- For each supply, make sure that its associated power plane is solid—that is, not split into multiple sections through passive components and multiple layers. For instance, a current sense resistor should not straddle two power planes (as shown in Figure 7). Also, minimize the number of times the power supply crosses layers to avoid parasitic inductances due to vias, as represented in the high frequency model shown in Figure 8. The resistors shown in Figure 7 could be used for current sensing but, in this case, they are 0 Ω. Figure 9 shows better PCB power plane routing, while Figure 10 shows the high frequency equivalent model.
It’s important that the evaluation board be tested without a DUT to make sure there aren’t any unwanted resonances in the frequency range of interest. If there are any resonances, then it should be accounted for during data processing. For each frequency, scope verify that the supply signal matches expectations—don’t trust the dials on the signal generator.
As previously noted, the supply for the signal chain µModule solution under test must be able to provide the nominal dc offset to power the DUT plus an ac stimulus at sufficient current at the maximum input frequency. To accomplish this in the test setup shown here, the ADA4870 evaluation board is used in a noninverting gain of two in combination with an AD3256 function generator.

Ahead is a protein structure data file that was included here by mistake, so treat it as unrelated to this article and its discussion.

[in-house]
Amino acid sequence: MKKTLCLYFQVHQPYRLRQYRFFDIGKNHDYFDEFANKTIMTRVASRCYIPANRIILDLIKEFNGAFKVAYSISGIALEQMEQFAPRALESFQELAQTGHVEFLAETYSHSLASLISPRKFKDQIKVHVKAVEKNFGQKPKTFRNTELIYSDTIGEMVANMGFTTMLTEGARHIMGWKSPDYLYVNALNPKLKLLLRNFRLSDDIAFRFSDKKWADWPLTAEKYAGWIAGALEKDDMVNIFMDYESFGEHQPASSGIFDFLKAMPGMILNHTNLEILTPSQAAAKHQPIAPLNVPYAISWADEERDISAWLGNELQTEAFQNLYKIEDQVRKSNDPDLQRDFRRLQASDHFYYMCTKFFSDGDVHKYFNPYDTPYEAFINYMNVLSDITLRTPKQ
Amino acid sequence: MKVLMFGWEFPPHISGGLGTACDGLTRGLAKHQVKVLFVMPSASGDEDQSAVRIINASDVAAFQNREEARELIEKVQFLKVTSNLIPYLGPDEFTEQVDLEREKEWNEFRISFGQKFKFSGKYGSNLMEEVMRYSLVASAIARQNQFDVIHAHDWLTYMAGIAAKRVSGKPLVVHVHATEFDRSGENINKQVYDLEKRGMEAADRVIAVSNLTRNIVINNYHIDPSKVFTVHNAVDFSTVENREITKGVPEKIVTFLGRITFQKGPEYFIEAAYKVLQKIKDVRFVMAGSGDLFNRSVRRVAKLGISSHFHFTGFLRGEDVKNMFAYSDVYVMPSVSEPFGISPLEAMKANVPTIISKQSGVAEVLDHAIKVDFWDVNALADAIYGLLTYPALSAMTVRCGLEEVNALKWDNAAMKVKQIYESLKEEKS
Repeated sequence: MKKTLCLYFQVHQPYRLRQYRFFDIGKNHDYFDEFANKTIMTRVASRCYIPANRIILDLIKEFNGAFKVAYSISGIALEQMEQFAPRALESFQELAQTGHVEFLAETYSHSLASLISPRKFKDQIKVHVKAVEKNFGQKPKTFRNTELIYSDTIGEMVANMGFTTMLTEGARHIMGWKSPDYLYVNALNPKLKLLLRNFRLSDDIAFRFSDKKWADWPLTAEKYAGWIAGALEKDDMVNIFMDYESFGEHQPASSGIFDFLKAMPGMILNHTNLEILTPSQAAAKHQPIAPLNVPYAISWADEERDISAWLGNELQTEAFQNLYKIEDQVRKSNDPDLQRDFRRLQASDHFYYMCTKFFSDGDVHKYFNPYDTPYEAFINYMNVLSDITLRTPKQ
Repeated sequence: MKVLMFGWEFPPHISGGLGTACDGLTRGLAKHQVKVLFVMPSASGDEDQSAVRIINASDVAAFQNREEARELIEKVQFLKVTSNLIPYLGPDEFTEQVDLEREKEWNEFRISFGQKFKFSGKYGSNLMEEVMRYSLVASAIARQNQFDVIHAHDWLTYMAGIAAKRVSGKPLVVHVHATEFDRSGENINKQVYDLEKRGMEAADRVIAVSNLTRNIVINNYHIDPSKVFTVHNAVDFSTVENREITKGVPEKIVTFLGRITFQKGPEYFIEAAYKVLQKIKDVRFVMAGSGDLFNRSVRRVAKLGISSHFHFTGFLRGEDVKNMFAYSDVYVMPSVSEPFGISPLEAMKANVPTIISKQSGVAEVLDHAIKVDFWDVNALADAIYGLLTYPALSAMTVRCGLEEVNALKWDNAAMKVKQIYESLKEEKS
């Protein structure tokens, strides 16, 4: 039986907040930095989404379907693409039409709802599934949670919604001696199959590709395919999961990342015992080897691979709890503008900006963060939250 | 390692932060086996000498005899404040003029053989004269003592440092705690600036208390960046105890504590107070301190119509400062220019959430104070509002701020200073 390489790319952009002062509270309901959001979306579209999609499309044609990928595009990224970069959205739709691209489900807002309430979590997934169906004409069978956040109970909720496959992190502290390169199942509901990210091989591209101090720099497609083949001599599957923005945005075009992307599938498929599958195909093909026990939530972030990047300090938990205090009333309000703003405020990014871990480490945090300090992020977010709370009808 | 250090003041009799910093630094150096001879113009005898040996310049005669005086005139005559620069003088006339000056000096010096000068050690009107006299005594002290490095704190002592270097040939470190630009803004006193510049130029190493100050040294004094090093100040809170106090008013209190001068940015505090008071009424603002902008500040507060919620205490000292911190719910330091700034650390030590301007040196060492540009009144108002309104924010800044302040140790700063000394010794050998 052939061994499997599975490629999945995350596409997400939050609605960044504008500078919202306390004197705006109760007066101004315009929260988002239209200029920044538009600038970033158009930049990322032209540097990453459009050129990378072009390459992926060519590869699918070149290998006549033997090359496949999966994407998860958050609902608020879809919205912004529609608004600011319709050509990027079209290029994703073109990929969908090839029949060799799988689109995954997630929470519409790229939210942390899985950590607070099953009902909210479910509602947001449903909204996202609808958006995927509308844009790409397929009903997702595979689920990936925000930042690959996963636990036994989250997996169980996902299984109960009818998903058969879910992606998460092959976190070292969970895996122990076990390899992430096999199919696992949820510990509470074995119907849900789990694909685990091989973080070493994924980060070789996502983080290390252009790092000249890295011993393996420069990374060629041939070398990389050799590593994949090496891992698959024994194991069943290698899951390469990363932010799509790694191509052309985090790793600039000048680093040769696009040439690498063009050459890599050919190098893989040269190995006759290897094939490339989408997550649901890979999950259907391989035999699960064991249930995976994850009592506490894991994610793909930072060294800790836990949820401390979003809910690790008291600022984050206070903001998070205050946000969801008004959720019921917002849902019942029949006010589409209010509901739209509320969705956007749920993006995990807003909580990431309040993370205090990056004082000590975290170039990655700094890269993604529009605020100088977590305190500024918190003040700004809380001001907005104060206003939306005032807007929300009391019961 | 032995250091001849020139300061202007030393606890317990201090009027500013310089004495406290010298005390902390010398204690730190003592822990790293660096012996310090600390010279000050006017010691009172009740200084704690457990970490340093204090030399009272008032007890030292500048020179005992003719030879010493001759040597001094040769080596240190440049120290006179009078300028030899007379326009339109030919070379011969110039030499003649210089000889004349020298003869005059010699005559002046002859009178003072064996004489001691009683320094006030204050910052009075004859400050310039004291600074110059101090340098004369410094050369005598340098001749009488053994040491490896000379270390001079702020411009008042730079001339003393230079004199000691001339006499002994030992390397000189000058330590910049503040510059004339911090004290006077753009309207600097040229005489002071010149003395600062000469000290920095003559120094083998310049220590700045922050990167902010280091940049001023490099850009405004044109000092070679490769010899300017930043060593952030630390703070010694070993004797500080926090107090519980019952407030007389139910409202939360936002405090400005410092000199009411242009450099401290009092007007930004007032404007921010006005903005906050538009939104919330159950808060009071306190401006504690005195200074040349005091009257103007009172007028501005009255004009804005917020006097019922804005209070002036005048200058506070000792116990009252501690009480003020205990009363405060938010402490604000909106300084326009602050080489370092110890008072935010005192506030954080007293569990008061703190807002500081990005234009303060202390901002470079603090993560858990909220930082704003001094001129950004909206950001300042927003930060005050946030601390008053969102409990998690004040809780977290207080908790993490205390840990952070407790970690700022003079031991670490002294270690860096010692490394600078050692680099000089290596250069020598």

Figure 11 shows a customized ADA4870 power amplifier evaluation board and the ADA4355 evaluation board.
The data shown in Figure 12 was generated by capturing data at each input frequency and looking at the power of the FFT (dBFS) at each of those frequencies. From there, the voltage level at that frequency was solved by using Equation 4:
Use the resulting VOUT_PSRR to calculate the PSRR:
Analog Devices signal chain µModule solutions integrate signal conditioning, supply generation, and passive internal components. These all-in-one, system in a package designs enable customers to quickly achieve desired, ready for market performance in a very small PCB footprint. Although signal chain µModule solutions are unmatched in ease of use, appropriate testing must be done. While the standard practices of testing PSRR can be applied, additional current drive capability is often necessary due to standard equipment limitations.
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Reeder, Rob. “Designing Power Supplies for High Speed ADC.” Analog Devices, Inc., February 2012.
Morita, Glenn. “Understand Low Dropout (LDO) Regulator Concepts to Achieve Optimal Designs.” Analog Dialogue, Vol. 48, No. 12, December 2014.
Walsh, Alan. “Powering a Precision SAR ADC Using a High Efficiency, Ultralow Power Switcher in Power Sensitive Applications.” Analog Devices, Inc., March 2016.